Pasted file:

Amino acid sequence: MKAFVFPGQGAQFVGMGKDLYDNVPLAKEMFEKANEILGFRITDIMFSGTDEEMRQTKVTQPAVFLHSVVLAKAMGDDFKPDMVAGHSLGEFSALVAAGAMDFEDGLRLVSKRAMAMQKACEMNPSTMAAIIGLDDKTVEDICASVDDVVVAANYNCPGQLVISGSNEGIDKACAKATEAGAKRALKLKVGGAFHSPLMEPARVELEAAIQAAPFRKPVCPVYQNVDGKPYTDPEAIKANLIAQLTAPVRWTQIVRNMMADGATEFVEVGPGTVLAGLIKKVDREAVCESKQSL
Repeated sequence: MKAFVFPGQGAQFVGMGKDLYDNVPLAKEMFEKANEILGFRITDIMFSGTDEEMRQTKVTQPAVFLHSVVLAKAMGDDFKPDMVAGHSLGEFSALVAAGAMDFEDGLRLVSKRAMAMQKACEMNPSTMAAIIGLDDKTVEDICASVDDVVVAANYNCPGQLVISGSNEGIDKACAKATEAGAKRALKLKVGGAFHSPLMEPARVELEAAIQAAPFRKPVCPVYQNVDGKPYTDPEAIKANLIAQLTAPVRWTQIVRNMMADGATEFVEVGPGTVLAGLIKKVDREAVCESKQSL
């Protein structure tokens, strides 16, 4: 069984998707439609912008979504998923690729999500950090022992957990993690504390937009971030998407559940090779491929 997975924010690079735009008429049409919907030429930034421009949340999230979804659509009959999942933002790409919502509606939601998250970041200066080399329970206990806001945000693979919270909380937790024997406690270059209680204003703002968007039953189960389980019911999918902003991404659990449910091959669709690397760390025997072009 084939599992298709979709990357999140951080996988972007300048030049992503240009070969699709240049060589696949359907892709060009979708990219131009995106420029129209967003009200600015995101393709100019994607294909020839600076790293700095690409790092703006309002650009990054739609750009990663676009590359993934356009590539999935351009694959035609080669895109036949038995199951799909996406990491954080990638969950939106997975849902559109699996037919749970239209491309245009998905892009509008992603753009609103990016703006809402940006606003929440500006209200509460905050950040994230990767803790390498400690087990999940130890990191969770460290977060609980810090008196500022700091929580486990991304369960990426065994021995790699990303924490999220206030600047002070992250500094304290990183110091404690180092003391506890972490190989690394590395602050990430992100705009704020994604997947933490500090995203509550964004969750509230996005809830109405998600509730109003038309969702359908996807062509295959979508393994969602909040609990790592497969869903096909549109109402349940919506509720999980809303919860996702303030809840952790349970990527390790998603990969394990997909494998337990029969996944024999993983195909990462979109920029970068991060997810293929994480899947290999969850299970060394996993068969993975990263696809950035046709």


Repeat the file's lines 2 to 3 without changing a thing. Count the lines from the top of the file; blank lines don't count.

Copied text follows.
Repeated sequence: MKAFVFPGQGAQFVGMGKDLYDNVPLAKEMFEKANEILGFRITDIMFSGTDEEMRQTKVTQPAVFLHSVVLAKAMGDDFKPDMVAGHSLGEFSALVAAGAMDFEDGLRLVSKRAMAMQKACEMNPSTMAAIIGLDDKTVEDICASVDDVVVAANYNCPGQLVISGSNEGIDKACAKATEAGAKRALKLKVGGAFHSPLMEPARVELEAAIQAAPFRKPVCPVYQNVDGKPYTDPEAIKANLIAQLTAPVRWTQIVRNMMADGATEFVEVGPGTVLAGLIKKVDREAVCESKQSL
């Protein structure tokens, strides 16, 4: 069984998707439609912008979504998923690729999500950090022992957990993690504390937009971030998407559940090779491929 997975924010690079735009008429049409919907030429930034421009949340999230979804659509009959999942933002790409919502509606939601998250970041200066080399329970206990806001945000693979919270909380937790024997406690270059209680204003703002968007039953189960389980019911999918902003991404659990449910091959669709690397760390025997072009 084939599992298709979709990357999140951080996988972007300048030049992503240009070969699709240049060589696949359907892709060009979708990219131009995106420029129209967003009200600015995101393709100019994607294909020839600076790293700095690409790092703006309002650009990054739609750009990663676009590359993934356009590539999935351009694959035609080669895109036949038995199951799909996406990491954080990638969950939106997975849902559109699996037919749970239209491309245009998905892009509008992603753009609103990016703006809402940006606003929440500006209200509460905050950040994230990767803790390498400690087990999940130890990191969770460290977060609980810090008196500022700091929580486990991304369960990426065994021995790699990303924490999220206030600047002070992250500094304290990183110091404690180092003391506890972490190989690394590395602050990430992100705009704020994604997947933490500090995203509550964004969750509230996005809830109405998600509730109003038309969702359908996807062509295959979508393994969602909040609990790592497969869903096909549109109402349940919506509720999980809303919860996702303030809840952790349970990527390790998603990969394990997909494998337990029969996944024999993983195909990462979109920029970068991060997810293929994480899947290999969850299970060394996993068969993975990263696809950035046709």